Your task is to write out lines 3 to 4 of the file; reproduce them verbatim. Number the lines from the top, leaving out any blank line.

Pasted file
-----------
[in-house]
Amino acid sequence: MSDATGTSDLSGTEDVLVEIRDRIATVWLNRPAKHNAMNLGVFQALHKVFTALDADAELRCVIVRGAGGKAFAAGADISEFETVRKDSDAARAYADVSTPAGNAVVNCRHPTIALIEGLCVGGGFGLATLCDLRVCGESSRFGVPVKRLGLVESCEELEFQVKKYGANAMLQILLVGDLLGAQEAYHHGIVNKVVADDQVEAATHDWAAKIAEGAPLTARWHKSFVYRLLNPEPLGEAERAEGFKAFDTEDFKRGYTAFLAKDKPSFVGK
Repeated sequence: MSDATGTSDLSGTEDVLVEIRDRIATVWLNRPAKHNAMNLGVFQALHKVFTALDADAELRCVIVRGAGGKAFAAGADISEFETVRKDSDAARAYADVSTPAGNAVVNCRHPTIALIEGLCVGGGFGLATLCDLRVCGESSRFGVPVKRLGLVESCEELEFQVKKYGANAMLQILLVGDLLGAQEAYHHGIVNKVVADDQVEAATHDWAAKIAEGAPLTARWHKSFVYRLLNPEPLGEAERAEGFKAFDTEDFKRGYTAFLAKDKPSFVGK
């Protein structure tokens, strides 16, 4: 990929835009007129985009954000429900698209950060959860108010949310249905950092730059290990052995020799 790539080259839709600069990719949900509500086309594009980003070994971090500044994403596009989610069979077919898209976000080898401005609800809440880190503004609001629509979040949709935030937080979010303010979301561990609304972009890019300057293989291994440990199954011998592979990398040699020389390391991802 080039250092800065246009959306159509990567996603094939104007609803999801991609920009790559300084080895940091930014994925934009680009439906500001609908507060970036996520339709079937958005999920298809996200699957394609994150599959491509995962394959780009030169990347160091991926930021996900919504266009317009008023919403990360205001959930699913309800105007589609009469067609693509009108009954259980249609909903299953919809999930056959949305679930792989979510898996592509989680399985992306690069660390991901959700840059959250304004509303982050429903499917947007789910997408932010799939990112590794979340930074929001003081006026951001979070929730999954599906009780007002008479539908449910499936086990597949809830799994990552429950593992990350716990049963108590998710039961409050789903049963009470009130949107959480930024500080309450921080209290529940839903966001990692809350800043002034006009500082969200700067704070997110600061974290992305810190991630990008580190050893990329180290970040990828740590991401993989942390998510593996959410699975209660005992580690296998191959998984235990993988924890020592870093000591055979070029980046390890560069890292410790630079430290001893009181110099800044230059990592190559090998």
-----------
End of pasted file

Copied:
Repeated sequence: MSDATGTSDLSGTEDVLVEIRDRIATVWLNRPAKHNAMNLGVFQALHKVFTALDADAELRCVIVRGAGGKAFAAGADISEFETVRKDSDAARAYADVSTPAGNAVVNCRHPTIALIEGLCVGGGFGLATLCDLRVCGESSRFGVPVKRLGLVESCEELEFQVKKYGANAMLQILLVGDLLGAQEAYHHGIVNKVVADDQVEAATHDWAAKIAEGAPLTARWHKSFVYRLLNPEPLGEAERAEGFKAFDTEDFKRGYTAFLAKDKPSFVGK
């Protein structure tokens, strides 16, 4: 990929835009007129985009954000429900698209950060959860108010949310249905950092730059290990052995020799 790539080259839709600069990719949900509500086309594009980003070994971090500044994403596009989610069979077919898209976000080898401005609800809440880190503004609001629509979040949709935030937080979010303010979301561990609304972009890019300057293989291994440990199954011998592979990398040699020389390391991802 080039250092800065246009959306159509990567996603094939104007609803999801991609920009790559300084080895940091930014994925934009680009439906500001609908507060970036996520339709079937958005999920298809996200699957394609994150599959491509995962394959780009030169990347160091991926930021996900919504266009317009008023919403990360205001959930699913309800105007589609009469067609693509009108009954259980249609909903299953919809999930056959949305679930792989979510898996592509989680399985992306690069660390991901959700840059959250304004509303982050429903499917947007789910997408932010799939990112590794979340930074929001003081006026951001979070929730999954599906009780007002008479539908449910499936086990597949809830799994990552429950593992990350716990049963108590998710039961409050789903049963009470009130949107959480930024500080309450921080209290529940839903966001990692809350800043002034006009500082969200700067704070997110600061974290992305810190991630990008580190050893990329180290970040990828740590991401993989942390998510593996959410699975209660005992580690296998191959998984235990993988924890020592870093000591055979070029980046390890560069890292410790630079430290001893009181110099800044230059990592190559090998």